Good news for Carlton and Granada in
media ownership consultation document
LONDON - The government will not remove regulatory hurdles blocking Rupert Murdoch from owning a UK terrestrial TV station, but will allow the creation of a single ITV company in its forthcoming communications bill.
The news came in a consultation document released today. The decision to block non-EU companies from owning a UK terrestrial broadcaster -- which could have seen international companies such Murdoch's News Corporation take control of ITV -- comes just weeks after reports suggested that the government was considering giving media behemoths such as News Corp and AOL Time Warner equal access to UK broadcasters.
However, a 50-page consultation document, published today by the Department of Culture, Media & Sport, said that existing rules preventing non-EU companies from owning more than a 20% share of UK terrestrial broadcasters would not be lifted, although the government "would be willing to listen to arguments in favour of a repeal".
The document did confirm that it will propose abolishing current broadcasting legislation preventing Granada and Carlton -- ITV's two biggest companies -- from merging.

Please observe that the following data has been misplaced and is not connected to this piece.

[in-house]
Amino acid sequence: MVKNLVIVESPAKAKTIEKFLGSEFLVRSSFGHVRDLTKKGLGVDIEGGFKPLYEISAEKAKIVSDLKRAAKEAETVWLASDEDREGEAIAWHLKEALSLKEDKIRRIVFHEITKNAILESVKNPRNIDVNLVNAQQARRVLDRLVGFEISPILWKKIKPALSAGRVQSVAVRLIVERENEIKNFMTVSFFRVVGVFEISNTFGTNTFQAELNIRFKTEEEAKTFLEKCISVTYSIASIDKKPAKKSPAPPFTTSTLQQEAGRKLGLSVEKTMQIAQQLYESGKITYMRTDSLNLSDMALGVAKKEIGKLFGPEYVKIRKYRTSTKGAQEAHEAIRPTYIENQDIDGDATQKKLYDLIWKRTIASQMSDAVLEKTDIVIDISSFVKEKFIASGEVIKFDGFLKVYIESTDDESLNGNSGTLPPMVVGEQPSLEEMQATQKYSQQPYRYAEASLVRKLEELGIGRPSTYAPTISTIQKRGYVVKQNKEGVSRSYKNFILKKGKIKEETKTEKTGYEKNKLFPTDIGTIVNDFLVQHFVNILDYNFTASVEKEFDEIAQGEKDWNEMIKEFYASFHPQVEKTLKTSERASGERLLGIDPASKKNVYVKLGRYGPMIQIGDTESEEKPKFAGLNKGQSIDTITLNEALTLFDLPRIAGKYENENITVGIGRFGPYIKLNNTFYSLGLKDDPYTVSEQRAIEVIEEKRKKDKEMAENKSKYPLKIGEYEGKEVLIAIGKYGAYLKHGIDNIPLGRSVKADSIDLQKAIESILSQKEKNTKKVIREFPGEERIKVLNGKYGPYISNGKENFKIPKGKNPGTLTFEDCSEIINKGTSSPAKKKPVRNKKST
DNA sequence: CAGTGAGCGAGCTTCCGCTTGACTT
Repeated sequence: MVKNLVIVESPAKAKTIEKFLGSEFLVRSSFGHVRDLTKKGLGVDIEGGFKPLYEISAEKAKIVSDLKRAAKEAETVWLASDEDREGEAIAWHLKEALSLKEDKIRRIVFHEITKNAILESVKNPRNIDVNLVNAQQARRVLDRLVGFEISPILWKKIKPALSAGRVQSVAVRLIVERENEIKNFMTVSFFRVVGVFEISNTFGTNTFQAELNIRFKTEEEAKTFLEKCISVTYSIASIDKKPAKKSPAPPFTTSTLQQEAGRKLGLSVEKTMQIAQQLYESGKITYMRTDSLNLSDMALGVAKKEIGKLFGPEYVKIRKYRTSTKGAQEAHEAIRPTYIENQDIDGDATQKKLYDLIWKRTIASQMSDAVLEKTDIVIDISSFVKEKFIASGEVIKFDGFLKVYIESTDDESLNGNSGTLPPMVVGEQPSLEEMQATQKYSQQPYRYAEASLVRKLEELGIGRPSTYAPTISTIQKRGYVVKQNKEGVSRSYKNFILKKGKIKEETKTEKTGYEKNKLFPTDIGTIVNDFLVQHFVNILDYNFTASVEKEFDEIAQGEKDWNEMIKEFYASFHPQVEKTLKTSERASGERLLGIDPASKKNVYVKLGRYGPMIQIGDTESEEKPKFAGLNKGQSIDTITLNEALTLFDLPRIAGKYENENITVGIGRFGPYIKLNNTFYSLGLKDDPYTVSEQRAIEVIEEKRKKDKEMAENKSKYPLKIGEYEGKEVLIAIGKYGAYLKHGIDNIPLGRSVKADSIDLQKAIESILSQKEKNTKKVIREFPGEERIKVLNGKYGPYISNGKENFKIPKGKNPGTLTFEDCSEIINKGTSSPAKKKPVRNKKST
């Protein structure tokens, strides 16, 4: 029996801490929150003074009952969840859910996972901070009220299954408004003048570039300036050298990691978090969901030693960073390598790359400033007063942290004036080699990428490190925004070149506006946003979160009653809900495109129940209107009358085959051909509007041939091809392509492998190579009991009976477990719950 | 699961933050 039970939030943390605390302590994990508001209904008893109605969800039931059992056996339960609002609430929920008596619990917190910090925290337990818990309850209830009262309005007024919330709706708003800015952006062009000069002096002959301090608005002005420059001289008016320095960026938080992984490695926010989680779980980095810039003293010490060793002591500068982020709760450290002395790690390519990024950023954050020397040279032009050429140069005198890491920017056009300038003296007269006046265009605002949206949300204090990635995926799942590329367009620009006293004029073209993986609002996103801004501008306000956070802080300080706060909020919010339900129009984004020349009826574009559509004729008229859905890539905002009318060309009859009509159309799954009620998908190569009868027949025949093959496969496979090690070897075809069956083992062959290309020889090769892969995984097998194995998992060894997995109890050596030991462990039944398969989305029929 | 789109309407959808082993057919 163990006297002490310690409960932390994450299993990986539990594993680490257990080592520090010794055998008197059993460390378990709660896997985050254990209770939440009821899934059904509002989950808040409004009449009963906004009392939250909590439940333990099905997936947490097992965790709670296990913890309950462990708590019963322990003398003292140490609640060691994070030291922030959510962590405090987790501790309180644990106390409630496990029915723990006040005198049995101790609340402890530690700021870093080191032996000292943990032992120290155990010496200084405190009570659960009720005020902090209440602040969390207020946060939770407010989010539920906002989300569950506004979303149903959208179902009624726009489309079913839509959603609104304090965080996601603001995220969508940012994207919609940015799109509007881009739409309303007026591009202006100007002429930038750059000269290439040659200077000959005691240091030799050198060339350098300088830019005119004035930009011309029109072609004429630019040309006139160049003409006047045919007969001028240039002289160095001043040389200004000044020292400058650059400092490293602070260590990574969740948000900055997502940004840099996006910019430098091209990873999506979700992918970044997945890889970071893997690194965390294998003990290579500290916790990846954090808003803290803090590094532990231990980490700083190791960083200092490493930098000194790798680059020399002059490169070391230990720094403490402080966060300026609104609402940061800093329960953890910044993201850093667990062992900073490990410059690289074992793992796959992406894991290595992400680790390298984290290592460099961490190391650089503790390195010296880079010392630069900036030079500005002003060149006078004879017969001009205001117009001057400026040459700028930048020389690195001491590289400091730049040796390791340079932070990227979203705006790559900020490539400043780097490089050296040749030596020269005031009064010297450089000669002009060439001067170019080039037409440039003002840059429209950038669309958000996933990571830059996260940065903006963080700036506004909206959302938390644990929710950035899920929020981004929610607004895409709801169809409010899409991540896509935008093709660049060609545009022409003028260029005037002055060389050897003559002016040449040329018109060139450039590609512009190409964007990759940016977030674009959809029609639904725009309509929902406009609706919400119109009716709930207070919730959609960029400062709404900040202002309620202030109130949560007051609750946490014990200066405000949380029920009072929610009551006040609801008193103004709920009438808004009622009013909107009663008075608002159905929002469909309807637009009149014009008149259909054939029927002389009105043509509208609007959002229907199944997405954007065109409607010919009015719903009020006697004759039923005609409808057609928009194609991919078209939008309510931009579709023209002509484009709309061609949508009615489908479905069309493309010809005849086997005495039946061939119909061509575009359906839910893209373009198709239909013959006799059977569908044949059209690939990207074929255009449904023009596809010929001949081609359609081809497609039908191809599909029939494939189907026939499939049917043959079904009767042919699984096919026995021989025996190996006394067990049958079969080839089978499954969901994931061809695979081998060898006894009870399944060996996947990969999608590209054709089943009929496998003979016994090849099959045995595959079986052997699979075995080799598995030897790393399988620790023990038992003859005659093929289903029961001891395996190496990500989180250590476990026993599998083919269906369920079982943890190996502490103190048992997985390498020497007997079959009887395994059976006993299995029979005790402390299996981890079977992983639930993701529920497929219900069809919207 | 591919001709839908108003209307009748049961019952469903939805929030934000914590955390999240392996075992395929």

The 1996 Broadcasting Act currently prohibits one company from controlling more than a 15% share of the commercial TV audience, while one company is prevented from owning more than one of the London ITV franchises.
The paper said: "Concerns over the plurality of ownership within commercial TV are now less valid, given the range of alternative media and pay-TV options that are widely available."
In response to worries among advertisers that the consolidation of ITV could lead to the price of advertising being pushed up, the government said that this was a "market issue" and that the competition authorities would have to consider such matters and that "competition law should provide sufficient protection".
The DCMS, however, left open the debate on cross-media ownership rules saying it wanted more time and opinions on the issue. Current legislation bars newspaper owners which control more than 20% of the market from owning a terrestrial TV station or radio broadcaster.
It indicated that it may retain existing laws or introduce plurality tests which would be applied to cross-media acquisitions. It added that its proposed communications super-watchdog Ofcom could also contribute to these decisions.
The paper also asked for opinions on whether Ofcom should be allowed to review media-ownership rules every two years.
The radio industry faired less favourably than the TV sector with the news that the point-scoring system for regulating UK radio ownership would be dissolved, although it added that the awarding and regulation of radio licence ownership could be left to the competition authorities.
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